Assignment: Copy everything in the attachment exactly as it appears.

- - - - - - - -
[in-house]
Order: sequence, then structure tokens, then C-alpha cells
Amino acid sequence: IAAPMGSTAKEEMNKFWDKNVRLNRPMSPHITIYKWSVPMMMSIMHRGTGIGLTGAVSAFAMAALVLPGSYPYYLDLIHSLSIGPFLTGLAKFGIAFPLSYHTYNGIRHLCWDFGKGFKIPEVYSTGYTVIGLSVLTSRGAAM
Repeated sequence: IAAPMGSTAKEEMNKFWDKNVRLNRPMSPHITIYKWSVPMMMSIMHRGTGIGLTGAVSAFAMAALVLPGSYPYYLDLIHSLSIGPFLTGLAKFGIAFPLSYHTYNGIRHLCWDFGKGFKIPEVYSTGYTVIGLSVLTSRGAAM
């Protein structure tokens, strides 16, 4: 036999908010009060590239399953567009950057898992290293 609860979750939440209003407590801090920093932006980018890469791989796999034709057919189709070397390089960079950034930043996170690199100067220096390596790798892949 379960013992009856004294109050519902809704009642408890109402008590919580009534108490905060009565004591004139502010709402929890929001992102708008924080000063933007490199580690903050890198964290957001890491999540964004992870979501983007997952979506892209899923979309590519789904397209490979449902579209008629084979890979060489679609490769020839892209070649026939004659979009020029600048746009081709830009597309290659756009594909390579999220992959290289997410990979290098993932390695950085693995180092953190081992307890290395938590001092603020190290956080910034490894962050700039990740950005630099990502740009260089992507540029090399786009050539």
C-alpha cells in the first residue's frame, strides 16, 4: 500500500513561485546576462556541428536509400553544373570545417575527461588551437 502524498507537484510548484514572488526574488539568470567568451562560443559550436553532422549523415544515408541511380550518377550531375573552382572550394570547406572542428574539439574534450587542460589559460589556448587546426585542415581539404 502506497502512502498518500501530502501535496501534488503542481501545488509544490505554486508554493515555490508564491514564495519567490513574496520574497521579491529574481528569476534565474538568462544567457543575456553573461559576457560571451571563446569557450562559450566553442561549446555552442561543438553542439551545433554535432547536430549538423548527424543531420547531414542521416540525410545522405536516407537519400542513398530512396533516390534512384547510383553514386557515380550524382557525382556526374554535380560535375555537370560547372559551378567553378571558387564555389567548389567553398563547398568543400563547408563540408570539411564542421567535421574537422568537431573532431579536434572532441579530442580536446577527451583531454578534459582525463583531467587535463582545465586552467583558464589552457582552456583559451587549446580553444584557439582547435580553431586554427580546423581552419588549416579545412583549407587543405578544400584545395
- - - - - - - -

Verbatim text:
[in-house]
Order: sequence, then structure tokens, then C-alpha cells
Amino acid sequence: IAAPMGSTAKEEMNKFWDKNVRLNRPMSPHITIYKWSVPMMMSIMHRGTGIGLTGAVSAFAMAALVLPGSYPYYLDLIHSLSIGPFLTGLAKFGIAFPLSYHTYNGIRHLCWDFGKGFKIPEVYSTGYTVIGLSVLTSRGAAM
Repeated sequence: IAAPMGSTAKEEMNKFWDKNVRLNRPMSPHITIYKWSVPMMMSIMHRGTGIGLTGAVSAFAMAALVLPGSYPYYLDLIHSLSIGPFLTGLAKFGIAFPLSYHTYNGIRHLCWDFGKGFKIPEVYSTGYTVIGLSVLTSRGAAM
């Protein structure tokens, strides 16, 4: 036999908010009060590239399953567009950057898992290293 609860979750939440209003407590801090920093932006980018890469791989796999034709057919189709070397390089960079950034930043996170690199100067220096390596790798892949 379960013992009856004294109050519902809704009642408890109402008590919580009534108490905060009565004591004139502010709402929890929001992102708008924080000063933007490199580690903050890198964290957001890491999540964004992870979501983007997952979506892209899923979309590519789904397209490979449902579209008629084979890979060489679609490769020839892209070649026939004659979009020029600048746009081709830009597309290659756009594909390579999220992959290289997410990979290098993932390695950085693995180092953190081992307890290395938590001092603020190290956080910034490894962050700039990740950005630099990502740009260089992507540029090399786009050539």
C-alpha cells in the first residue's frame, strides 16, 4: 500500500513561485546576462556541428536509400553544373570545417575527461588551437 502524498507537484510548484514572488526574488539568470567568451562560443559550436553532422549523415544515408541511380550518377550531375573552382572550394570547406572542428574539439574534450587542460589559460589556448587546426585542415581539404 502506497502512502498518500501530502501535496501534488503542481501545488509544490505554486508554493515555490508564491514564495519567490513574496520574497521579491529574481528569476534565474538568462544567457543575456553573461559576457560571451571563446569557450562559450566553442561549446555552442561543438553542439551545433554535432547536430549538423548527424543531420547531414542521416540525410545522405536516407537519400542513398530512396533516390534512384547510383553514386557515380550524382557525382556526374554535380560535375555537370560547372559551378567553378571558387564555389567548389567553398563547398568543400563547408563540408570539411564542421567535421574537422568537431573532431579536434572532441579530442580536446577527451583531454578534459582525463583531467587535463582545465586552467583558464589552457582552456583559451587549446580553444584557439582547435580553431586554427580546423581552419588549416579545412583549407587543405578544400584545395